The Christmas Joy Offering — supporting leaders: past, present and future.

The PC(USA) needs gender equity

 


Time’s up, #MeToo and #ChurchToo

By Rhashell Hunter | The Racial Ethnic Torch

Presbyterian Women participating in a march for peace and justice for all women. Courtesy of Presbyterian Women

LOUISVILLE – The 2016 presidential electoral campaign brought up issues that were disturbing to many women. The criteria for fitness of the woman candidate for the office of president, such as comments about the clothes she wore, for example, were standards seemingly not imposed on male candidates in the race. The comments surrounding women’s bodies were also alarming. These conversations brought up a sort of post-traumatic stress disorder (PTSD) for some women, as they themselves have experienced sexual harassment and discrimination.

A recent PC(USA) Gender and Leadership in the Church research project found that eight out of ten women teaching elders have experienced discrimination, harassment, and/or prejudicial comments due to their gender, and four out of ten feel that they have experienced gender bias in hiring, promotion or selection for an official position within the PC(USA) (to see these findings, go to pcusa.org/genderandleadership).

While we celebrate the many women ministers and heads of staff in the PC(USA), and also that the 222nd General Assembly (2016) elected two clergywomen as co-moderators, the Rev. Tanya Denise Anderson and the Rev. Jan Edmiston — the first all-women moderatorial team in the history of our church — we are saddened by the stories of sexism and discrimination that many clergywomen, in particular, still share. This is the very time to recommit to a common goal to create an awareness of sexism and institutional racism in the church and create an environment where women Presbyterians can serve fully in ministry and leadership.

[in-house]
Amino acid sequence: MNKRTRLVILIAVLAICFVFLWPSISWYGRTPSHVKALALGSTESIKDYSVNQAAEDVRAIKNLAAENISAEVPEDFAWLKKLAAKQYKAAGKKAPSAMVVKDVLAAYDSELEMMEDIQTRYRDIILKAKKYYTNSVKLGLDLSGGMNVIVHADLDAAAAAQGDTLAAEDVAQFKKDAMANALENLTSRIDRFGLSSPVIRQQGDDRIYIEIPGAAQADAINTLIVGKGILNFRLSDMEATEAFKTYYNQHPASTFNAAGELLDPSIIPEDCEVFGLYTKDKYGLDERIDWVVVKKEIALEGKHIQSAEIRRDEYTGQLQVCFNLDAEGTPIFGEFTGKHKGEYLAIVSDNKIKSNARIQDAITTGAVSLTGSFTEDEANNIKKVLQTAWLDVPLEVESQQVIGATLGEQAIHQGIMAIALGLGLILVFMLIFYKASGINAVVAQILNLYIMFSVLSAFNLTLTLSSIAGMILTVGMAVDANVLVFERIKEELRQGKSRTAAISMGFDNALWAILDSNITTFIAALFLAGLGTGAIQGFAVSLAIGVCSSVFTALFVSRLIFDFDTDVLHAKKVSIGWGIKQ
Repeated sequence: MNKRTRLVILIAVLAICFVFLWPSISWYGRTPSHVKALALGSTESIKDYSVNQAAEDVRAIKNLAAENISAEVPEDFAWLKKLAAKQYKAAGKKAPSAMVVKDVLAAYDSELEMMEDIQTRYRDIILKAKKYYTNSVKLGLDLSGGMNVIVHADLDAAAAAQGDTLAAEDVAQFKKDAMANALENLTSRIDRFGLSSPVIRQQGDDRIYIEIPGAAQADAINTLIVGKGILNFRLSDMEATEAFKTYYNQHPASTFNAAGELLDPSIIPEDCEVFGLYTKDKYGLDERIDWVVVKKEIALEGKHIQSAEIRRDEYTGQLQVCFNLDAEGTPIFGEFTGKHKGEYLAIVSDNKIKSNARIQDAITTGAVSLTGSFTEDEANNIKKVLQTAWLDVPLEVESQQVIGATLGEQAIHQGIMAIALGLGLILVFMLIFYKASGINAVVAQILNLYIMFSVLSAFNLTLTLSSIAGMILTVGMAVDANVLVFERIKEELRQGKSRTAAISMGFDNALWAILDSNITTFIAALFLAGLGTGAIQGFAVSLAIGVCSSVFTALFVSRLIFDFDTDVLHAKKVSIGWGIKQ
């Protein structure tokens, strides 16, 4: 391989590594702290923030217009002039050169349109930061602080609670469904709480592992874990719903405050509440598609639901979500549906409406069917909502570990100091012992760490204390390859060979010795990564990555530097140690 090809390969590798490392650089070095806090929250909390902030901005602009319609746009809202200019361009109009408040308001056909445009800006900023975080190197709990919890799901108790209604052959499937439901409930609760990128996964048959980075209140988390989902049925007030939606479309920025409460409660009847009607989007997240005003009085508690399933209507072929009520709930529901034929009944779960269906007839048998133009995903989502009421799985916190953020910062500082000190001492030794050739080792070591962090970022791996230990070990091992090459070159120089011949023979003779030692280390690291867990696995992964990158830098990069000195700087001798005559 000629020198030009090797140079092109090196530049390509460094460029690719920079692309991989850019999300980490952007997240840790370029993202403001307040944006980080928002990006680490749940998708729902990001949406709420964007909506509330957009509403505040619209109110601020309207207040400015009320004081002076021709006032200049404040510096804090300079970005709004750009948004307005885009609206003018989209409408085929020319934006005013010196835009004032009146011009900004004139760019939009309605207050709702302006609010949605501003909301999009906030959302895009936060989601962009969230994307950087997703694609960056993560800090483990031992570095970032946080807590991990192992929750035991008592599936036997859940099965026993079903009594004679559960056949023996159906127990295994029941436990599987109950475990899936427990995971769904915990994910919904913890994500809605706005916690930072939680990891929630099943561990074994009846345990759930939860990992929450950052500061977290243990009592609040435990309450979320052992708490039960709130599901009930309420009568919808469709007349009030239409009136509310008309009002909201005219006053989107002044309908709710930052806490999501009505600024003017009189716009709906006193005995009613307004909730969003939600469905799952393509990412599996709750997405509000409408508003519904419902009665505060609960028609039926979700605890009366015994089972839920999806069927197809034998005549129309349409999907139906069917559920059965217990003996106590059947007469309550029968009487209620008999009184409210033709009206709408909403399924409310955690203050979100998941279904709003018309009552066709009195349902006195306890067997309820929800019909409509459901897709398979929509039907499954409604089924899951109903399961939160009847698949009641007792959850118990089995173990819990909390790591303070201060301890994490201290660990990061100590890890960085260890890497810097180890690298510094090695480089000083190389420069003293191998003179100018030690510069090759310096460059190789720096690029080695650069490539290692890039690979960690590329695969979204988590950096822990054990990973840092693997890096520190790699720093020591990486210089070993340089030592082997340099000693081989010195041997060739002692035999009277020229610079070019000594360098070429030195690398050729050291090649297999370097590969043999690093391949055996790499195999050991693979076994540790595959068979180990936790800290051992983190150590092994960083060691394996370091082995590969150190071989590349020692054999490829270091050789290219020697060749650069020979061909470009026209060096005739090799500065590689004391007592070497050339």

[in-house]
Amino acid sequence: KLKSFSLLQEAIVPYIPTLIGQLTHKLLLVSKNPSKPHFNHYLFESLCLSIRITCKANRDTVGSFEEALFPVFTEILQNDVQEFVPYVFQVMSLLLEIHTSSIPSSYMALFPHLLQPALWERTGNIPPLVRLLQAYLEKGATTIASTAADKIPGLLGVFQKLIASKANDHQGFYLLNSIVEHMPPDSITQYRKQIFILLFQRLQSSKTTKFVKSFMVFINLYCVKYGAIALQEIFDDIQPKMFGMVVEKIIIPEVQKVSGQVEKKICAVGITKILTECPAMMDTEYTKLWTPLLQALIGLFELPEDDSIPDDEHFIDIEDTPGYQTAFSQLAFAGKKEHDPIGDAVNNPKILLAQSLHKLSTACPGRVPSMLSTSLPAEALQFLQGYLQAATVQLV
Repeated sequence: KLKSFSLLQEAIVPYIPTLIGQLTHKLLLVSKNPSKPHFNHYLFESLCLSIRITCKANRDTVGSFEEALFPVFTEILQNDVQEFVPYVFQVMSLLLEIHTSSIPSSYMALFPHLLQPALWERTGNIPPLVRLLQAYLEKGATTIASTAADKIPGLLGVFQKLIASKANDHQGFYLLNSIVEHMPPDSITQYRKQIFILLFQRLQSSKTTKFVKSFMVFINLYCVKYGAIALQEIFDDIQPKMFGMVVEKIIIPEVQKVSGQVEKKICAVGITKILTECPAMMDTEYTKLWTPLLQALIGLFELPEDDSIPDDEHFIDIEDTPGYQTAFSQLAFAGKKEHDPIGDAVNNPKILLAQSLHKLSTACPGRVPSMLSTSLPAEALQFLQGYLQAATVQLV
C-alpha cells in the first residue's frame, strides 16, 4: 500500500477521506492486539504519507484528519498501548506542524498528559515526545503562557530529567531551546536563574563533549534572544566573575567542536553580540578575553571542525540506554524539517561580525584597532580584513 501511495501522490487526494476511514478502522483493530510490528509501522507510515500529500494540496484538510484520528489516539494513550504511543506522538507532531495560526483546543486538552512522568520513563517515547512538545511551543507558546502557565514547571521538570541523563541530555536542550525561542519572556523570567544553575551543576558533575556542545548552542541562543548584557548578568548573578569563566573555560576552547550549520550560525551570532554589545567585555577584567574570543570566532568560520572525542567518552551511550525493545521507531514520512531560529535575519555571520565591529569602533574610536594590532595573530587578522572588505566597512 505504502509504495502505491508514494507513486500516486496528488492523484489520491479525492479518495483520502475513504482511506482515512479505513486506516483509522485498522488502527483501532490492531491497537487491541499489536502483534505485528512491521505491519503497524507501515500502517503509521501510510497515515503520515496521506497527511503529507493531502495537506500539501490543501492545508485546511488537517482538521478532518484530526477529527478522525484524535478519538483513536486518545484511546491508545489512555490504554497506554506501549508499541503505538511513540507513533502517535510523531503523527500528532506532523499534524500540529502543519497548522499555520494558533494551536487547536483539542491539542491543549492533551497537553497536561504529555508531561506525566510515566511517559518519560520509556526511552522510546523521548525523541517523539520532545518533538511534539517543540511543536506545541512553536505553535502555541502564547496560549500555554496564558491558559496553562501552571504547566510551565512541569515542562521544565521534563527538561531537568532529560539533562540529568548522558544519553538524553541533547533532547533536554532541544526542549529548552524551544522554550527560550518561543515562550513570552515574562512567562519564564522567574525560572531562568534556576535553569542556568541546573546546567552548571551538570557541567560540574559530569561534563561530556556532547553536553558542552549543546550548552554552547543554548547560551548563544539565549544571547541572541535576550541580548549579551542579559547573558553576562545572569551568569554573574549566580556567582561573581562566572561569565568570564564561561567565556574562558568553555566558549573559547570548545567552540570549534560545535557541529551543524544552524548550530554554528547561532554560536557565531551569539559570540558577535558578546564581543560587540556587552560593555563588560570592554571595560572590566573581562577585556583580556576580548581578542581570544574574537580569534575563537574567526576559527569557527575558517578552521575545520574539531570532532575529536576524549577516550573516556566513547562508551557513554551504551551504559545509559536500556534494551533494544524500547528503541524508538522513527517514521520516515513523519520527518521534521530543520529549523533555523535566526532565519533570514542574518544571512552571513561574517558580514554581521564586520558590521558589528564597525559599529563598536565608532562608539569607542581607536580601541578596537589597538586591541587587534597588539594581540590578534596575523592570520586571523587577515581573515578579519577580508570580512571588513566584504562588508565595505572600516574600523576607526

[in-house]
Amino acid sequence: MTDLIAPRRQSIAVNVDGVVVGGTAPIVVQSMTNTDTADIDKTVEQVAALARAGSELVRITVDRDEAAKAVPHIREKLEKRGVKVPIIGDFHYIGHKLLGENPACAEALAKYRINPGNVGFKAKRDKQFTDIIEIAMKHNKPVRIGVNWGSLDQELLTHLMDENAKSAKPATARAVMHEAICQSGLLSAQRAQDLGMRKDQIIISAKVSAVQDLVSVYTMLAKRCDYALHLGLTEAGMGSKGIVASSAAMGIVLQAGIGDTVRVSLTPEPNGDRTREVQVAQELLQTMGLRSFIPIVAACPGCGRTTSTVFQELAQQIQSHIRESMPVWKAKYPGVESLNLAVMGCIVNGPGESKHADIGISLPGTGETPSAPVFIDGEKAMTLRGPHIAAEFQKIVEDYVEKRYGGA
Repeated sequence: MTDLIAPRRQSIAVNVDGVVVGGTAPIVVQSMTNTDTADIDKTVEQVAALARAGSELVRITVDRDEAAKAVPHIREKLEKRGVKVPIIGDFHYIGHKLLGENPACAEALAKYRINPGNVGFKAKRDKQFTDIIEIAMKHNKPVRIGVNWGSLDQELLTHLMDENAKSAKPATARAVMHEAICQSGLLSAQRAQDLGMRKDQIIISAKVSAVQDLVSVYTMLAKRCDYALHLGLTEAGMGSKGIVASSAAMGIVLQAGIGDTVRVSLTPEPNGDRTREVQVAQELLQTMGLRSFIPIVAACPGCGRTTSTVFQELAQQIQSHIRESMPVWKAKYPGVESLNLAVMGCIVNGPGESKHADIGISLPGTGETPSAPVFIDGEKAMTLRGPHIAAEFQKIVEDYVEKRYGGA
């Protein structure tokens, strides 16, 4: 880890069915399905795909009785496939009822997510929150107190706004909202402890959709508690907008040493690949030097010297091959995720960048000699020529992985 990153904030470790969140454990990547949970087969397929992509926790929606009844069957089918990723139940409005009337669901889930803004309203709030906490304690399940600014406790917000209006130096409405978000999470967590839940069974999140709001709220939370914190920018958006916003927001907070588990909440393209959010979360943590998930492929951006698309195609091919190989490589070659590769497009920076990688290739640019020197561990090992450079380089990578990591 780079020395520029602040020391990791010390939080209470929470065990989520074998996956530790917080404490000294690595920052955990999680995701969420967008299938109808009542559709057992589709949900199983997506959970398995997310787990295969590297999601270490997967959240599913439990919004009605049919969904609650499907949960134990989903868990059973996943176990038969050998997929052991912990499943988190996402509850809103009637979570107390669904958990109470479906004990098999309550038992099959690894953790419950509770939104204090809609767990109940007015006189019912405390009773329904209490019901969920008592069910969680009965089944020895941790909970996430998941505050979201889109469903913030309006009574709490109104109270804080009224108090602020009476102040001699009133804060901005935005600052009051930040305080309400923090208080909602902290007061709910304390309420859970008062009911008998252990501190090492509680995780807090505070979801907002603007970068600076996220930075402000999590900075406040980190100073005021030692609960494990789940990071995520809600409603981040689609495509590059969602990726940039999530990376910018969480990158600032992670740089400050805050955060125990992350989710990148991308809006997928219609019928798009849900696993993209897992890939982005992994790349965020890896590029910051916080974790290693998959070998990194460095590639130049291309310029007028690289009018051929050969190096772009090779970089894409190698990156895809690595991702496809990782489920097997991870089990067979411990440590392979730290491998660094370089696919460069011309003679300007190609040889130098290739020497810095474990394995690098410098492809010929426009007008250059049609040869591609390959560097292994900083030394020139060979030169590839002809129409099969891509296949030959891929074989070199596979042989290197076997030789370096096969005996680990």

At the 223rd General Assembly (2018), there are many issues of interest to women, including sexual misconduct, paid family leave, gun violence, mental illness, calling for an immediate moratorium on all executions, celebrating the gifts of people of diverse gender identities, climate change, divesting from fossil fuels, environmental racism, addressing disparities experienced by black women and girls, and more. 

At the GA Women of Faith Awards Breakfast on Sunday, June 17, from 7:30–9:15 a.m. at the Marriott Grand in St. Louis, we will recognize the faithful witness of three “Clergywomen Who Challenge Racism and Injustice.” The 2018 awardees are Amantha Barbee, Charlotte, North Carolina; Karen Hernandez-Granzen, Trenton, New Jersey; and Liz Theoharis, New York City.

And the Women’s Orientation breakfast will be held at GA on Saturday, June 16, from 7:00–9:00 a.m. at the Marriott Grand in St. Louis. Connect with women who are working to take us to a time of accountability and equality. Gain wisdom and insights while interacting with the co-moderators of the 222nd G.A. (2016) and discover how the voices of women will be heard at General Assembly. To read the joint statement on sexual injustice issued by Presbyterian Women and the Advocacy Committee for Women’s Concerns, go to pcusa.org/sexual-injustice.  


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